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October 31, 2002
Nike Greenwash Decision a Double-Edged Sword
    by William Baue

While some cheer the California Supreme Court ruling against Nike as a victory for truth in advertising, others consider it a potential defeat for CSR reporting and increased corporate transparency.


In the May 2002 decision of the Kasky v. Nike case, a majority of four California Supreme Court Justices ruled that the sportswear maker’s public statements constituted commercial speech. The other three justices dissented, saying that the statements amounted to free speech. The first amendment to the U.S. Constitution extends utmost protection to freedom of speech, but subsequent laws have placed tight restrictions on commercial speech. Companies must maintain truth in advertising.

The legal team representing self-described environmentalist Marc Kasky charged Nike (ticker: NKE) with negligent misrepresentation, fraud, and deceit in communicating its global labor practices. Nike contended that its press releases and letters to college presidents, athletic directors, and newspaper editors contributed to the public dialogue on globalization, and thereby did not represent advertising. The case, which began in 1998, now proceeds back to the lower court to determine the veracity of Nike’s public statements.

On the one hand, the Court’s decision against Nike sends corporations the message that they cannot “greenwash,” or represent their social and environmental practices as more responsible than they are in reality. One could reason that the decision will thus promote transparency and honesty in disclosure of social and environmental practices. However, some companies may react by becoming fiercely tight-lipped for fear that any statements could expose them to litigation risk. Many may come to view all public statements as commercial speech. Such statements would include corporate social responsibility (CSR) reports and communications with socially responsible investment (SRI) firms and shareowners.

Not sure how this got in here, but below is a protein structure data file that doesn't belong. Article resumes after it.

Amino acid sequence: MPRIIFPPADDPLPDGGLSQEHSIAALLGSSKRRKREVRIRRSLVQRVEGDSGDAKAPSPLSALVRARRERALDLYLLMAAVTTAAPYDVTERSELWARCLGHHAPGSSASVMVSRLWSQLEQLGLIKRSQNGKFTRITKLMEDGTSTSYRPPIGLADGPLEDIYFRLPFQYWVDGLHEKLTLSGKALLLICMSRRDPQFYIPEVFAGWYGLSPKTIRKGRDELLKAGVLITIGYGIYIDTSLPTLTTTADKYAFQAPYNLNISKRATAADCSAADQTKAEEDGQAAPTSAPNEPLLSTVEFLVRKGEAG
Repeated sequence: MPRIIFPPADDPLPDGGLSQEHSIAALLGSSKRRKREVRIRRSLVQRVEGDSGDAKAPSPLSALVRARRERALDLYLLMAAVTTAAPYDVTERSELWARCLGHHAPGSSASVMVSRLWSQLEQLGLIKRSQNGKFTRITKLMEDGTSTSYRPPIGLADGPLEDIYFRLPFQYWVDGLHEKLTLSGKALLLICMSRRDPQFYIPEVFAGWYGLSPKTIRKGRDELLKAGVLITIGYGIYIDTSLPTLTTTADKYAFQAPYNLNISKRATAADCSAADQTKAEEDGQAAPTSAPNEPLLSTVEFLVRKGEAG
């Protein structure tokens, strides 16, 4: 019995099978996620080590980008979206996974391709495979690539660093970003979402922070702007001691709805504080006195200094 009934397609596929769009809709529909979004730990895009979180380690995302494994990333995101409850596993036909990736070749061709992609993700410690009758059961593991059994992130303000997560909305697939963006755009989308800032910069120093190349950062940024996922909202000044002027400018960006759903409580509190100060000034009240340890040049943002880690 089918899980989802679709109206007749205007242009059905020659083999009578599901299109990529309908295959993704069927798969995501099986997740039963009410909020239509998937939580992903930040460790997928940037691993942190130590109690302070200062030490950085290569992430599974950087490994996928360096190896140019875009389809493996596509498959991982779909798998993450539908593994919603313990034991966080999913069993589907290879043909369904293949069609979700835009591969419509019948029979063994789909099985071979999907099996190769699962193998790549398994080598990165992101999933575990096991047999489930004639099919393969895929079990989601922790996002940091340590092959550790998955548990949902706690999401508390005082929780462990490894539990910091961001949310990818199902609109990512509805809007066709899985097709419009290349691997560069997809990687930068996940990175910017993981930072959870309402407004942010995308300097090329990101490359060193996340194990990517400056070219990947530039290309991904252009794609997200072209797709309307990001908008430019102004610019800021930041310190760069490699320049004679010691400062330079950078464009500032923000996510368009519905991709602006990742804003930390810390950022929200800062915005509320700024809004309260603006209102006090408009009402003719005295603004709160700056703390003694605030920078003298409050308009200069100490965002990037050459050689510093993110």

“The Kasky decision will have considerable adverse consequences for CSR reporting and the ability of SRI funds to secure accurate information,” said Harvard Constitutional Law Professor Laurence Tribe, who is also Nike’s Counsel of Record in its appeal to the U.S. Supreme Court. “I regarded the decision of the California court as extremely dangerous to free speech as well as seriously wrong as a matter of constitutional law, and because of the importance of the issue I agreed to undertake the assignment for Nike,” Prof. Tribe told SocialFunds.com.

Not all who are familiar with the case fear that companies will clam up in reaction to the decision.

“The California statutes upon which Mr. Kasky’s case rests have been on the books for some time,” said Adam Kanzer, general counsel and director of shareholder activism at Domini Social Investments. “Companies might become a little more cautious about their public statements. But they view CSR reporting and information disclosure in general as a means of building brand and engaging investors. This case doesn’t change that. The only thing that may have changed is the perception of risk.”